Several dialogue choices mapped to PlayStation face buttons are shown: Get back, I feel weird..., Uh, help, and I'm fine.

The caveat is that the consequences of choices are never clearly explained, and the title never distinguishes which choices are the ones that have long-lasting ramifications, so a choice that seems insignificant in one episode can come back to bite you in another and vice-versa. This ends up being the game’s biggest miss-step simply because whether or not players acquire the best ending is determined by the group’s chemistry, and at one point in episode 2 a companion decides to rate chemistry with skateboards, yet even when he gives +50 boards to the entire group, at the end you are told you failed in other areas only to have the system be completely forgotten outside of a passing reference in episode 4.

Figurines of Maya and Lilith face each other on a table. Fighting game style life meters are visible at the top, while a sequence of directions is shown in the middle of the screen.

Also included for comedic value and as a side-activity of sorts is a figurine-based fighting game known as vaultlanders. This activity is quite bland, as all chosen accessibility features carry over, but the figures have nothing to differentiate them besides stats, and perks such as health regeneration, or extra critical damage that make them unique, and they are found hidden in the game-world and won as prizes for defeating NPCs who challenge you.      

The visual and auditory side of things

New Tales possesses a number of visual options that are helpful to those that are deaf and hard-of hearing. These include size-adjustable subtitles, and also include background opacity. Speaker-tags also change color depending on which character speaks, and it matches their color-palette. The stand-out visual feature for me is the QTE warning system. This system displays a different visual cue for each type of event, be it a cross-air, rapid-tap, or sequence of buttons. The size of these cues is adjustable via a slider. There is also a high contrast outline option available, which puts an orange outline around interactive objects. These objects also shimmer.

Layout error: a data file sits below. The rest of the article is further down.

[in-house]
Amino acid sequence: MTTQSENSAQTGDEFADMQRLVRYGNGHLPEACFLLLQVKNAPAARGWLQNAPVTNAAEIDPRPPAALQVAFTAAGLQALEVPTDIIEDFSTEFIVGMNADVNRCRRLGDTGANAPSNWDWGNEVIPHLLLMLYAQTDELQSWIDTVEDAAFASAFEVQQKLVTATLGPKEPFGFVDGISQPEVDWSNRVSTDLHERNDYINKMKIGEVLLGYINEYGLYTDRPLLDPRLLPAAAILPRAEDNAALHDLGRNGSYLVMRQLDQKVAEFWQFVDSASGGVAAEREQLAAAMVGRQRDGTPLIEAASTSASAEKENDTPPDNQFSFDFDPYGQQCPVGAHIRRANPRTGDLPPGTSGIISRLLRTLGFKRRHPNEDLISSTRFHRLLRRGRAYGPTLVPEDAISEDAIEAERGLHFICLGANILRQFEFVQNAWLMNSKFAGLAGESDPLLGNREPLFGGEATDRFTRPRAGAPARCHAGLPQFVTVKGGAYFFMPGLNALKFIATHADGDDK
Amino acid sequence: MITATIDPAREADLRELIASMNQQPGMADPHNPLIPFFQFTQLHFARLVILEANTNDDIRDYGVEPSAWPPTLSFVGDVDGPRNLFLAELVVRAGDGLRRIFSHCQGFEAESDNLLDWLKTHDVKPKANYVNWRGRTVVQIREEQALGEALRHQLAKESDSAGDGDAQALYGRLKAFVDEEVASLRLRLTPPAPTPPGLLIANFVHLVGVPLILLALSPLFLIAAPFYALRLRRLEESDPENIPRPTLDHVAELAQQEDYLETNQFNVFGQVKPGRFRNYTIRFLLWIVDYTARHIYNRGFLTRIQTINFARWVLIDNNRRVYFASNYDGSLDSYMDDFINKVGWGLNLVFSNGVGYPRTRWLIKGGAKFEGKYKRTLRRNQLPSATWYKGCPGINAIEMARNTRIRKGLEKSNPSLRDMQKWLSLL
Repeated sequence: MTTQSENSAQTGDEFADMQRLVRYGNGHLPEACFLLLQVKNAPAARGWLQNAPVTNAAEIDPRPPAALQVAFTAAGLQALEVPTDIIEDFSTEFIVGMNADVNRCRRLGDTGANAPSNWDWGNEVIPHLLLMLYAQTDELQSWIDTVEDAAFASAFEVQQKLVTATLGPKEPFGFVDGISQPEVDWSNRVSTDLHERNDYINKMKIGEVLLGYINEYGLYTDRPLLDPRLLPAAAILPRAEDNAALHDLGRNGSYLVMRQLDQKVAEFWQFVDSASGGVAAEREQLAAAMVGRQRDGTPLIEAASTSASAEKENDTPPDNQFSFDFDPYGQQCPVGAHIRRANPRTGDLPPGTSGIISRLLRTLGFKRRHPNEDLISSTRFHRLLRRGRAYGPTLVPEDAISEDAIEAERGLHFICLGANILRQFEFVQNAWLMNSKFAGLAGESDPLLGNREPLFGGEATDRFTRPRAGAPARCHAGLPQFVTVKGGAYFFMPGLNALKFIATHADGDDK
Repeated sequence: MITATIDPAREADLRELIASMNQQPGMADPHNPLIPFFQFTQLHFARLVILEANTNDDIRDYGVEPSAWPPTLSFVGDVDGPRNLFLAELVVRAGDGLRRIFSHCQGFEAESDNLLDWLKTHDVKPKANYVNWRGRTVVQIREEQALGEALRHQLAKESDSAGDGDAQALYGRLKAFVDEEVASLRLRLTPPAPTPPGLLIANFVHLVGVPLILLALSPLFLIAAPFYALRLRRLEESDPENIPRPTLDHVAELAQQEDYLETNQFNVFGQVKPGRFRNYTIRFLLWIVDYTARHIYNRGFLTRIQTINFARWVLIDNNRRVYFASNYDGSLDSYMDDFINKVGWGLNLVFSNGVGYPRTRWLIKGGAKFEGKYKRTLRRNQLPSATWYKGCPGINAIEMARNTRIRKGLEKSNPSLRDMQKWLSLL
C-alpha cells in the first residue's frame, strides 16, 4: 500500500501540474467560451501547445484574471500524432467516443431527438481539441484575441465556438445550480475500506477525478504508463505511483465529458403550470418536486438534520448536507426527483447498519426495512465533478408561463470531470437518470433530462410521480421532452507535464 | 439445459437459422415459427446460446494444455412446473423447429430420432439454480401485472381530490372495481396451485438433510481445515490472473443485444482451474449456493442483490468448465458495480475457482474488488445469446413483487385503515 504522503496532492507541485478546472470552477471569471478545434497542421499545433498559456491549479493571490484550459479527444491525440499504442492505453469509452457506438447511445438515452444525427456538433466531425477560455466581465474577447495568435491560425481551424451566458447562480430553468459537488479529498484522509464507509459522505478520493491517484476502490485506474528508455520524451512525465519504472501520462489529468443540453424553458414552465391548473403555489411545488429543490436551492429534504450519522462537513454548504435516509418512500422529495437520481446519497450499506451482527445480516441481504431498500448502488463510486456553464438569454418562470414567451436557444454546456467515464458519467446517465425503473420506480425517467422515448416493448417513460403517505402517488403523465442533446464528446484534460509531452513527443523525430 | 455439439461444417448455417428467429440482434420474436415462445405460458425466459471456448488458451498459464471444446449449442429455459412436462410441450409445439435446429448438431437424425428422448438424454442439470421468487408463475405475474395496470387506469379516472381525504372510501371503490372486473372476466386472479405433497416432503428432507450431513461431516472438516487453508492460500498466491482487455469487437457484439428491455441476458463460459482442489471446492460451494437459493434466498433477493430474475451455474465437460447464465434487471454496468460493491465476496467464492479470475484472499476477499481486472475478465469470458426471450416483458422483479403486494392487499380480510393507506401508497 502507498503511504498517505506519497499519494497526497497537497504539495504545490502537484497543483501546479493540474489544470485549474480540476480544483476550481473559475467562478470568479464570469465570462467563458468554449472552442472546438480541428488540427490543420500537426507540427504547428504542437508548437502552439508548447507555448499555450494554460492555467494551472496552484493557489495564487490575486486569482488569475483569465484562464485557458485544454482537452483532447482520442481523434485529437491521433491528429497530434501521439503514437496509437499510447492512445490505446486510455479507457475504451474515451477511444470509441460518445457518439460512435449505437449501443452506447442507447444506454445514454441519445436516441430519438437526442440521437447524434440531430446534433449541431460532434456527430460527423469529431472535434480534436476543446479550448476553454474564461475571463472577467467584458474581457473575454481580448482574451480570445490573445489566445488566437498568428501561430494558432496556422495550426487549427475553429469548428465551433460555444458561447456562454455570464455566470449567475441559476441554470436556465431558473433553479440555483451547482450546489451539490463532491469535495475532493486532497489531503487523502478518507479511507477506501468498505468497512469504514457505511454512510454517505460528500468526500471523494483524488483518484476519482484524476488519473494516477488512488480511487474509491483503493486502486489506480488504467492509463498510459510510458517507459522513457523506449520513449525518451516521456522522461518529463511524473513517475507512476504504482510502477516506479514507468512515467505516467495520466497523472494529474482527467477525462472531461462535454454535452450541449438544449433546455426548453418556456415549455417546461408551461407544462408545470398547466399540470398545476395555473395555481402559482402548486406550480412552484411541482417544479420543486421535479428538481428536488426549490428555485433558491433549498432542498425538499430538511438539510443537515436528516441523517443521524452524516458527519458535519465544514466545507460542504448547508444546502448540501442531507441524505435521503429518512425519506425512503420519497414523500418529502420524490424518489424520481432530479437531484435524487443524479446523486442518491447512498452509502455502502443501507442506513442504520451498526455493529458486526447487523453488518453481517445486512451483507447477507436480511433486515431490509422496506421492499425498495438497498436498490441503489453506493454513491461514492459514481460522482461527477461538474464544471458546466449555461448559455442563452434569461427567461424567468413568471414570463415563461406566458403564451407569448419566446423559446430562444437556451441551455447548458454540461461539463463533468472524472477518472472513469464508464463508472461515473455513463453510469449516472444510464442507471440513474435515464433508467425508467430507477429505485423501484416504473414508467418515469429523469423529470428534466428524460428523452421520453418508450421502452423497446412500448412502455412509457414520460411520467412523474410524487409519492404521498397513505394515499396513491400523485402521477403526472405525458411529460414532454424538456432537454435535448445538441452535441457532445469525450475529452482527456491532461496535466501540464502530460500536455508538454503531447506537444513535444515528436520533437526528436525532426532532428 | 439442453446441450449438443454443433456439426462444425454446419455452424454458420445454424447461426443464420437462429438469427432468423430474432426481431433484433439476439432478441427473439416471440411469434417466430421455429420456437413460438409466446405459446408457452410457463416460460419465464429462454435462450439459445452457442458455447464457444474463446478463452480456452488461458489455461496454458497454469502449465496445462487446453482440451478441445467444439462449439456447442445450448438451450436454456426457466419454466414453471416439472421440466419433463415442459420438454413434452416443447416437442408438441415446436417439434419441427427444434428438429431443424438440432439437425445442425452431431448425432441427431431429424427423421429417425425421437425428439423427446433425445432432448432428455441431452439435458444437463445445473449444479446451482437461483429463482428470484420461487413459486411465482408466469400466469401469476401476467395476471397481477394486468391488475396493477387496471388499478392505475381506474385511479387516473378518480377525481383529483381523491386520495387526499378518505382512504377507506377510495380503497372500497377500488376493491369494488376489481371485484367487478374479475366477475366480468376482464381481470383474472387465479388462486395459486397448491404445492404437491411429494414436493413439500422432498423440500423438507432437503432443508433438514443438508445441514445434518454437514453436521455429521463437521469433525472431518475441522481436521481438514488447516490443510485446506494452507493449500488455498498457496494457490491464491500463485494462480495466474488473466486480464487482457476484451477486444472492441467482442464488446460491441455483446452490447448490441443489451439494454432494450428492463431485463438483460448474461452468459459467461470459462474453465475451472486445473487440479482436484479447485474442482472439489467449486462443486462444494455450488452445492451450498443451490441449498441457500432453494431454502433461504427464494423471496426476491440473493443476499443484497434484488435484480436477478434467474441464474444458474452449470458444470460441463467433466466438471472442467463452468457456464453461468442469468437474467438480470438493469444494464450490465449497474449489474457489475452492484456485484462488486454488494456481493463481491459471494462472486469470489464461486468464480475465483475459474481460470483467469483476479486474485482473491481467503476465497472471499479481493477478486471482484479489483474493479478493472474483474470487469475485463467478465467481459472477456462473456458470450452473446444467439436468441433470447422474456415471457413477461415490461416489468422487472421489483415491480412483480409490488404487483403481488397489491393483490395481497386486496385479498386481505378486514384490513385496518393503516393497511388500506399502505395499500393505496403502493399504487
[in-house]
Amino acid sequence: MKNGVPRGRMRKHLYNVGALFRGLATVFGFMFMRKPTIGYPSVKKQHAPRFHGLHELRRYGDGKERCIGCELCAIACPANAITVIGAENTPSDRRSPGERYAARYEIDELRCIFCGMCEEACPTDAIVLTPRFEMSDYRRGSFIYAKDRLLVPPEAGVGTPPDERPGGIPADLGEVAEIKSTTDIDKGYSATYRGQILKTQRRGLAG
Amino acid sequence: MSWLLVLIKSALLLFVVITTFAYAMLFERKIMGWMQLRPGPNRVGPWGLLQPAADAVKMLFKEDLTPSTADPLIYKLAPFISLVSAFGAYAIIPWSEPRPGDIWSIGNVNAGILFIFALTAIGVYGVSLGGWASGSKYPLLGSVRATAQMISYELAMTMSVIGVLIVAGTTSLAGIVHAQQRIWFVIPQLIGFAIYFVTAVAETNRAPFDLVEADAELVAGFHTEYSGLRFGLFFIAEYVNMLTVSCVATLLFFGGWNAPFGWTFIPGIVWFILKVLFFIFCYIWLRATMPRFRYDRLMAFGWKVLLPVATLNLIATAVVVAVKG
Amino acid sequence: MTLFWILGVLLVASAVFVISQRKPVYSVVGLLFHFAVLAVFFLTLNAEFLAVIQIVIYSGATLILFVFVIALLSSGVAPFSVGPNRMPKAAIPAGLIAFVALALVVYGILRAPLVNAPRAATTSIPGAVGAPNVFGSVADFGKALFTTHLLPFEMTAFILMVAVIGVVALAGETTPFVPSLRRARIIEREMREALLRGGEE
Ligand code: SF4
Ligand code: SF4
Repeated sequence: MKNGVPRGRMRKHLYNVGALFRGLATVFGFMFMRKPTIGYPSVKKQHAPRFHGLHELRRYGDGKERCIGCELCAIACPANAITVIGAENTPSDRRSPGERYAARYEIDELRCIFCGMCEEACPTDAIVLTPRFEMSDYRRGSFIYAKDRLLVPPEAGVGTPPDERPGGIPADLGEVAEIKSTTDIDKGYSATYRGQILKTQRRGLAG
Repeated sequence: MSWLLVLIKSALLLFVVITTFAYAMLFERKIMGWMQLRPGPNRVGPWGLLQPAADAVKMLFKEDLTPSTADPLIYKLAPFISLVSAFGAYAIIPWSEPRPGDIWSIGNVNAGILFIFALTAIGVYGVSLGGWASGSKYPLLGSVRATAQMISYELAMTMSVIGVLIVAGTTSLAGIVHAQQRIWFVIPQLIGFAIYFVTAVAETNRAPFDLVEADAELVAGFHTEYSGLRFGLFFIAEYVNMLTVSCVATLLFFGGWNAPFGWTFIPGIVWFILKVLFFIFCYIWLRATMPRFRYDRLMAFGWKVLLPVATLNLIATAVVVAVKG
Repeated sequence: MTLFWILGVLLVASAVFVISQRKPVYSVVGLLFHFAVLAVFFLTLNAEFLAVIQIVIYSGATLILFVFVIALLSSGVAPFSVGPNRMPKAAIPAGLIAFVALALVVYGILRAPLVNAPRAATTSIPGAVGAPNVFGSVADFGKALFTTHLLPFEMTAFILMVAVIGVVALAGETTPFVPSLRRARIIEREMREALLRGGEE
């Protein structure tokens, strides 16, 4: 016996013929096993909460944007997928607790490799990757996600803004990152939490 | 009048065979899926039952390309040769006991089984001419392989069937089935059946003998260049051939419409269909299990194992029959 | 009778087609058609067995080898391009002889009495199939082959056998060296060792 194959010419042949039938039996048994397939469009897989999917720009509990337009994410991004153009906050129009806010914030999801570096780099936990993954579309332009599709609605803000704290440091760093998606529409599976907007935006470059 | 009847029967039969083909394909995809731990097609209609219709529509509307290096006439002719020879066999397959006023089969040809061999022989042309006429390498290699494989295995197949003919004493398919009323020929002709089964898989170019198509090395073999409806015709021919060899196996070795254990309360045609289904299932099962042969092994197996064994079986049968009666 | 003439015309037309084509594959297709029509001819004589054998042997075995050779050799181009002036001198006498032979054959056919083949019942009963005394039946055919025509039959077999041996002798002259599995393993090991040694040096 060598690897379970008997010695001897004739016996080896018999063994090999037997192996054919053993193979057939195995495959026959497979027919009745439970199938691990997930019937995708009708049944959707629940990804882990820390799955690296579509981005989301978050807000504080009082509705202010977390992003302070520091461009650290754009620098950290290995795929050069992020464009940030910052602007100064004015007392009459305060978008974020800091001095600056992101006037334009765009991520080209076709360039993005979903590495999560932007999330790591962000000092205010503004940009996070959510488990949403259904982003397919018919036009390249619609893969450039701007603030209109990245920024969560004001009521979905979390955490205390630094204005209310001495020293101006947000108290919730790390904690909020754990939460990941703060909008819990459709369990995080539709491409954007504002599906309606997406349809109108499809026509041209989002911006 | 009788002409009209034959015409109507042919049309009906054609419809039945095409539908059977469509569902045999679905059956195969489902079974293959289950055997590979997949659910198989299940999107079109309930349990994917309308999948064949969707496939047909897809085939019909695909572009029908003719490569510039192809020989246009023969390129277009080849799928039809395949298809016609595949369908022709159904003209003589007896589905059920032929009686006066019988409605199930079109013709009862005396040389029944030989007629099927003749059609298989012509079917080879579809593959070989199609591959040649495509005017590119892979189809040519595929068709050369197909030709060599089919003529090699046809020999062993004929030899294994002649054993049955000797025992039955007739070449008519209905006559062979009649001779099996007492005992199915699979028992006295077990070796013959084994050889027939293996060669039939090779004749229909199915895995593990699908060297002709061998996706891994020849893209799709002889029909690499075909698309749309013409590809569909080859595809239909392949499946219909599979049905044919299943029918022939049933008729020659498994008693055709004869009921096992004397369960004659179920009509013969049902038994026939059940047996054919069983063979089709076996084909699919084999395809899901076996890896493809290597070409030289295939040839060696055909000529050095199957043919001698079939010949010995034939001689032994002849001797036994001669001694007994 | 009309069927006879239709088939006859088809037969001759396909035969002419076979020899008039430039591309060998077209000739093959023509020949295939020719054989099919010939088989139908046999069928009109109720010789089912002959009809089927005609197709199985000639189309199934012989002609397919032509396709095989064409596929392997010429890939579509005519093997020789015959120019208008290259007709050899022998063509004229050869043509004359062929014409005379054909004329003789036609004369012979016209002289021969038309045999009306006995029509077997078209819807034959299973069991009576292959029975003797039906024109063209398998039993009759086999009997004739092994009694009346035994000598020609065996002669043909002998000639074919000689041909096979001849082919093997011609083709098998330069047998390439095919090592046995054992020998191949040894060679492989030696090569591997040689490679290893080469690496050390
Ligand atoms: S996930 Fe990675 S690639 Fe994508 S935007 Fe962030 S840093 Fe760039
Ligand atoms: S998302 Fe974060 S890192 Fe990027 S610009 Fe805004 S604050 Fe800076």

Settings menu of New Tales from the Borderlands, visible are QTE difficulty and warning, and important choices record under Gameplay.
Assists options show dialogue and QTE timers, hold and repeat input options, and progress depletion.
The warning icons of QTEs are visible on the right.

However, as greatly accessible as it is, it misses the mark in some key aspects. For example, there is no hint system, and sometimes the key to progression can rest with an object a character has already interacted with, often leaving one confused, only to find after wandering that you need an object you already touched. Given how accessible the title is it’s strange that there isn’t a better system in place to highlight the decisions that alter the course of the narrative, other then a small blue text box in the top-left.


Like its three protagonists, New Tales from The Borderlands is flawed, but it retains all the ingredients that made Telltale a household name, it sets a new benchmark for accessibility in the genre as a whole and fixes many of its longest-running issues in the process. Fans of the series and genre would do well to pick it up.